Regulatory uncertainty, delays in building approval, the central city cordon, lack of information about future building codes, and insurance delays really aren't helping prospects for a downtown recovery in Christchurch. Recall that somewhere around 60% of downtown buildings are being torn down and nobody in Christchurch gets any access to downtown while the demolitions continue; the cordon's not expected to come down entirely for rather a while. In yesterday's Press:
On Friday, the 14-storey Westpac building on Cashel St was approved for demolition, the last of Miles Middleton's four central Christchurch high-rises to be be pulled down because of quake damage. Middleton said he wanted to rebuild in central Christchurch, but without changes to the seven-storey height restrictions in the draft central city plan, he would be forced to take his insurance money to Auckland or even Brisbane.I don't entirely buy that delays of a up to a year wind up being the critical issue; if Christchurch's downtown is likely to be viable, I would have thought that developers could have thrown insurance money into bonds or term deposits while waiting to rebuild. But more plausible is that the set of restrictions and uncertainty just makes Christchurch a less attractive investment option; the added delays then help tip folks to take their investment elsewhere.
"A lot of people that were keen to rebuild here have gone cold," he said. "I would love to rebuild here but at the end of the day I don't want to go broke."
Christchurch developer Ernest Duval, who fronts the CBD property group Core, said insurance money was already draining out of the central city, with owners who had been without tenants since the September 4 quake the first to look elsewhere to invest. "The simple solution for many property owners is to take their money elsewhere to restore their income stream," he said.
Most central Christchurch property owners were not developers and would rather buy a building in Auckland than grapple with a consents hearing, tougher building standards and the ongoing shadow of possible Government intervention in Christchurch, he said. Others simply could not afford to wait until the central city reopened in April next year, Duval said.
One bit of slightly good news:
Christchurch City Council has moved to douse concerns about the draft plan. At a meeting with property owners this month, council strategy and planning general manager Mike Theelen said owners of multi-storey building would retain the rights to rebuild to the same height. Theelen was unavailable for comment at time of print.Two problems with this though.
First, if the grandfathered right is restricted to the location of the former building, we have the somewhat perverse result that you can only build really tall buildings in the places where really tall buildings did really poorly during the earthquake. Sure, we can fix some of that with better site compaction and stronger and deeper foundations. But if tall buildings are a bad thing due to earthquake risk, requiring that they be built in the place where old ones fell over seems a bit odd.
Second, if the right stays with the owner but isn't site-specific, why oughtn't we just let anybody who wants to risk his own money building a tall building that meets code go ahead and do it? I can get that we want to compensate those from whom Council has confiscated wealth through regulations barring that they replace a building with one of like quality, but if we're doing that by letting folks rebuild rather than giving them cash, it kinda suggests that there isn't any great reason for the six story building limit (or seven if you're green enough!).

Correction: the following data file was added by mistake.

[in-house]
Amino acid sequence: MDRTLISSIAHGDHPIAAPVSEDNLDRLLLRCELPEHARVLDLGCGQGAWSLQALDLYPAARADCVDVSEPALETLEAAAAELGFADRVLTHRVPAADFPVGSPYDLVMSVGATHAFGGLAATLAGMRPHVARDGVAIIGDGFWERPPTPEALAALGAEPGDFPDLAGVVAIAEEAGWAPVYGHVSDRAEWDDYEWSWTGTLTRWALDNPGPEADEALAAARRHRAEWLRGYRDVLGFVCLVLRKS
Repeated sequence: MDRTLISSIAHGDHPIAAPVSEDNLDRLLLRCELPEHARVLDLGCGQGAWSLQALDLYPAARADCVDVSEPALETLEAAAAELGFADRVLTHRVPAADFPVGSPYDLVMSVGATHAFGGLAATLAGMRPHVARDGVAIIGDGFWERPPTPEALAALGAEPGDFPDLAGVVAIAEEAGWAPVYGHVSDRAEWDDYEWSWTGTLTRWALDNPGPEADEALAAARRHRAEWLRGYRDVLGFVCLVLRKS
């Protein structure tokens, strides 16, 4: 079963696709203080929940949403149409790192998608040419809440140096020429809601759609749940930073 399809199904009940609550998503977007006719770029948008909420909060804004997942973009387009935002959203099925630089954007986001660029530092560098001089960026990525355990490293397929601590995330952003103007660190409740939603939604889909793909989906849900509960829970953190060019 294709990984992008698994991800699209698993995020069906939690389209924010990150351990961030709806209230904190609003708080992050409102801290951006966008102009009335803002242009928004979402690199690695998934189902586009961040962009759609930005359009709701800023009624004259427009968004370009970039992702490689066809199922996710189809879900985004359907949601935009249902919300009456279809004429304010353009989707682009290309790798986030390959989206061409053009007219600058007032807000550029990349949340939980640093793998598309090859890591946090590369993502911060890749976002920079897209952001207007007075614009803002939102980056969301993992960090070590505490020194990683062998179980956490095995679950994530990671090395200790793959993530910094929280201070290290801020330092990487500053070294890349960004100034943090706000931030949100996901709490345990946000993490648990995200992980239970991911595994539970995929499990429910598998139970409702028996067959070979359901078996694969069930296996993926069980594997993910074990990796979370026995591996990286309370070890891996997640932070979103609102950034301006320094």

Meanwhile, Labour's proposed an earthquake recovery policy [unconstrained by any prospect of forming government] that includes this bit:
"Under Labour's plan to acquire 1500 sections, the cost of buying and readying the land for rebuilding will be recovered when it is on-sold to Red Zone residents who have been paid out from the Canterbury Recovery Fund.Ok. The main constraint keeping land prices up is the supply constraint stopping people on the edge of town from subdividing. There's plenty of land within reasonable driving distance of downtown that could be opened up for Red Zone residents if only the land were zoned for denser residential use. Wouldn't it make more sense to get rid of a regulatory barrier to building than to have government purchases help to bid up the price of inelastically supplied sections? And I can't see how it's helpful to threaten losses on developers working to build new houses for folks in the Red Zone by promising to intervene in property markets if prices don't meet Labour's standard of fairness.
"We will do this at cost to keep the price low so as many residents as possible can make a fresh start without suffering extreme financial hardship.
"It is expected our plan will act as a signal to the market and help keep property prices reasonable in other areas.
"We will not rule out using the Canterbury Earthquake Recovery Act to purchase land in the face of any evidence of price gouging by developers if that is needed to ensure a fair price is sought and paid."
Labour also promises that the insurance standoff would be resolved: insurers won't take on new policies in Christchurch, partially because, as I understand things, the reinsurers won't touch new policies until the aftershocks ease off. I really wish I knew more about what's breaking insurance markets currently. I can believe that an actuarily fair premium right now would be very high for the next few months and that some reinsurers would sooner delay than be viewed as profiteers. I'd expected that some uncertainty had been resolved by the recent court decision finding that EQC takes the first $100k of all earthquake claims on a property rather than of the cumulative total damage to the property. But that's not yet seemed to open up the insurance markets.